HUD grants provide emergency aid for Tarrant homeless

Posted Saturday, Aug. 17, 2013  comments  Print Reprints
Organizations that received new grants from HUD YWCA of Fort Worth $195,444 Community Enrichment Center $165,585 Tarrant County Homeless Coalition, (plannning) $143,040 Fort Worth Housing Authority permanent supportive housing $238,703 Safe Haven of Tarrant County rapid re-housing $156,098 Tarrant County Homeless Coalition coordinated intake and assessment $155,040 U.S Department of Housing and Urban Development

Have more to add? News tip? Tell us

Francia Patino has spent the past two years living with friends and relatives after leaving her abusive husband.

As a single mother raising two children, Patino realized that she needed a place of her own, but didn’t have money for rent and other household expenses.

“I ran away from my husband’s house. I’m struggling, but I’m getting a place and a stable job, finally,” she said.

To help Patino reach her goal of a stable lifestyle, she is working with the YWCA in downtown Fort Worth, one of several agencies that is participating in a new initiative from the U.S. Department of Housing and Urban Development called “rapid re-housing.”

HUD created the program to provide financial assistance and other services that will hopefully prevent individuals and families from becoming homeless and help those who already are to be quickly re-housed and stabilized.

Nationally, statistics indicate that specialized help is needed.

A 2012 estimate of the homeless population in the U.S. — based on a count from one night in January of that year — there were 633,782 homeless, similar to numbers gathered the previous year. But within that data, HUD saw a sharp increase in the number of homeless families with children.

Locally, the January 2013 census of the homeless in Tarrant County reported that 30 percent of those counted were 18 years old or younger, said Cindy Crain, executive director of the Tarrant County Homeless Coalition.

And according to the Presbyterian Night Shelter, Tarrant County’s homeless population has grown by about 10 percent in two years with the largest segment of the population being women and children.

“Rapid re-housing programs seek to stabilize recently homeless families with children and provide services and housing subsidy,” Crain said.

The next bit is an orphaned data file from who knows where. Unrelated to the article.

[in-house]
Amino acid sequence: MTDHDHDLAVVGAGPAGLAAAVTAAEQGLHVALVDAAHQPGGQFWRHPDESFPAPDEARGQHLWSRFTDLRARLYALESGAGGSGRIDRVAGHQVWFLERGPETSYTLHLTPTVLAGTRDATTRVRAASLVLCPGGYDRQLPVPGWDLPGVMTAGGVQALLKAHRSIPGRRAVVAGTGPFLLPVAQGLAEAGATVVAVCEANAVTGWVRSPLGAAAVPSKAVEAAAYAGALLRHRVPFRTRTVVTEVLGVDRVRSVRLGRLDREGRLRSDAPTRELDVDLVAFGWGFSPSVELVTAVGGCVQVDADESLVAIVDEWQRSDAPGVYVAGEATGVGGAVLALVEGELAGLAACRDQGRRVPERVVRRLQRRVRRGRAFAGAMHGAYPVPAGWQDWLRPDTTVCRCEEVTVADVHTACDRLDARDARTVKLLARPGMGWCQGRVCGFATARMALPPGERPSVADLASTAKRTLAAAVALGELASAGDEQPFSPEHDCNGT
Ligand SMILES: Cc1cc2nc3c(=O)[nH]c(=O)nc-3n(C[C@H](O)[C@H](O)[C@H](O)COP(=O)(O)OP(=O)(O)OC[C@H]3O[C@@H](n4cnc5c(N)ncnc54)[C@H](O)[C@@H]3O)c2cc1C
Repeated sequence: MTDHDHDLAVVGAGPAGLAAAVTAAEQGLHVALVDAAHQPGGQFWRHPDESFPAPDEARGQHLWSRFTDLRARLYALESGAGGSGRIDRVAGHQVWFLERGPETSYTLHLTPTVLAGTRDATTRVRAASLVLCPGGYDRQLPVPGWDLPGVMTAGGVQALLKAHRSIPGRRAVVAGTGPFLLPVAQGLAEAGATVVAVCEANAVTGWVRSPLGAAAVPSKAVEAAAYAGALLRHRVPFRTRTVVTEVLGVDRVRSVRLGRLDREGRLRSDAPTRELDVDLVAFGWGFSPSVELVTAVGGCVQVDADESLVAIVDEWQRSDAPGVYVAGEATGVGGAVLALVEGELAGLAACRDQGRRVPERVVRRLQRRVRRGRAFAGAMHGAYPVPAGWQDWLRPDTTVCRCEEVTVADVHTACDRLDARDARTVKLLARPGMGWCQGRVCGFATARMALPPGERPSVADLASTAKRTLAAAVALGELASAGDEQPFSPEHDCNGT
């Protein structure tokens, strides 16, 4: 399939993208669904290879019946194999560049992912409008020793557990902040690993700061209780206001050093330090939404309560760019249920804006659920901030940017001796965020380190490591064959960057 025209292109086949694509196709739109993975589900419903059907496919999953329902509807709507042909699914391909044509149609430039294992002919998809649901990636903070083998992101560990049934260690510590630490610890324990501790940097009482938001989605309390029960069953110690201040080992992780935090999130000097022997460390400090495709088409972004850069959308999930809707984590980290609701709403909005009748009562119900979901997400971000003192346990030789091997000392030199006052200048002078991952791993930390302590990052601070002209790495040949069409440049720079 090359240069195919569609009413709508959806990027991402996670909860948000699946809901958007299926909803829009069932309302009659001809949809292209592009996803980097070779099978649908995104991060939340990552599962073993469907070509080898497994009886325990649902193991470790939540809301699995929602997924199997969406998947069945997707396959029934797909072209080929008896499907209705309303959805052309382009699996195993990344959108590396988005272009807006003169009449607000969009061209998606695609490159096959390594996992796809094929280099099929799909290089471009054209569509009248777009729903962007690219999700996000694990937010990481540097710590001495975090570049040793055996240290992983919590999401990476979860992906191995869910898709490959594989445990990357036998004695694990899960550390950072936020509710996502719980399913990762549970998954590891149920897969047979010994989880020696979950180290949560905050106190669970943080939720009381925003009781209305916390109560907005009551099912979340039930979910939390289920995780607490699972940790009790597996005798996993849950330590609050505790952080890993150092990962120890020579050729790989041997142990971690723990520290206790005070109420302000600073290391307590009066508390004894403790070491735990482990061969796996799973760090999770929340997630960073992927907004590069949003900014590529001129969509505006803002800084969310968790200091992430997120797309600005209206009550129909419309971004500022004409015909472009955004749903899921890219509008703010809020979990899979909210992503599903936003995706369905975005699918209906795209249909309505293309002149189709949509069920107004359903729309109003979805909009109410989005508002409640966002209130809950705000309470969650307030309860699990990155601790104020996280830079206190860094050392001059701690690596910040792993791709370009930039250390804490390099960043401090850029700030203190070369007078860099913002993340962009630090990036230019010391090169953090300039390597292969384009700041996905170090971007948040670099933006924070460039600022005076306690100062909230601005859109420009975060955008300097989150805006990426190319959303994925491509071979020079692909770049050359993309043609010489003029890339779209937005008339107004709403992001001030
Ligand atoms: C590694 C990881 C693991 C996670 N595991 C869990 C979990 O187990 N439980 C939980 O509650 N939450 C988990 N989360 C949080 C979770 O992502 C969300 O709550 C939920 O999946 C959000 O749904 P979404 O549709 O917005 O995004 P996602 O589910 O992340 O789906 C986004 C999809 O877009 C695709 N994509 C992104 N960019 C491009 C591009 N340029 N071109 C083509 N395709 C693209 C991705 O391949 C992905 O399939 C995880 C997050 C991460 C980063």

In all, Tarrant County received $1,053,910 in rapid re-housing from the housing agency. The funds provide for a variety of assistance, including short-term or medium-term rental assistance and housing relocation, credit counseling, security or utility deposits, utility payments, moving cost assistance, and case management.

The YWCA received $195,444 in grant funding. Carol Klocek, executive director of the YWCA, said the agency receives around 200 calls a month from women needing help, and half of those calls are requests for assistance with housing, she said.

“They (women) are living in cars or they are living with friends and acquaintances who ask them to leave. We are really excited about the rapid re-housing dollars, it is a significant need here,” she said.

Randy Clinton, executive director of the Community Enrichment Center which received $165,585 for rapid re-housing, said he is pleased with HUD’s new initiative.

“We are excited about getting additional funding to help more people. Rapid re-housing is more effective than transitional housing,” he said.

Mary Lee Hafley, CEO of the Safe Haven of Tarrant County, said the $156,098 in rapid refund grant funds it received will be used for the Safe Solutions program which teaches women skills such as how to manage their finances and how to utilize programs such as food stamps while they are rebuilding their lives.

“It is a very strategic move from hand-holding in the beginning to moving away from that as the person gains skills,” Hafley said.

Hafley added that the funding will also be used to help pay for housing so that women won’t have to worry about having money for rent while they are getting back on their feet.

Patino said when she moves in to her apartment, she will have money to help with rent for several months while she continues her job training.

She is looking forward to one day becoming a social worker so that she can help people who were also abused and didn’t know where to turn for help.

“I found out that I really want to help people...” Patino said. “If I have the opportunity to study, I’m willing to learn.”

Elizabeth Campbell, 817-390-7696 Twitter: @fwstliz

Looking for comments?

We welcome your comments on this story, but please be civil. Do not use profanity, hate speech, threats, personal abuse or any device to draw undue attention. Our policy requires those wishing to post here to use their real identity.

Our commenting policy | Facebook commenting FAQ | Why Facebook?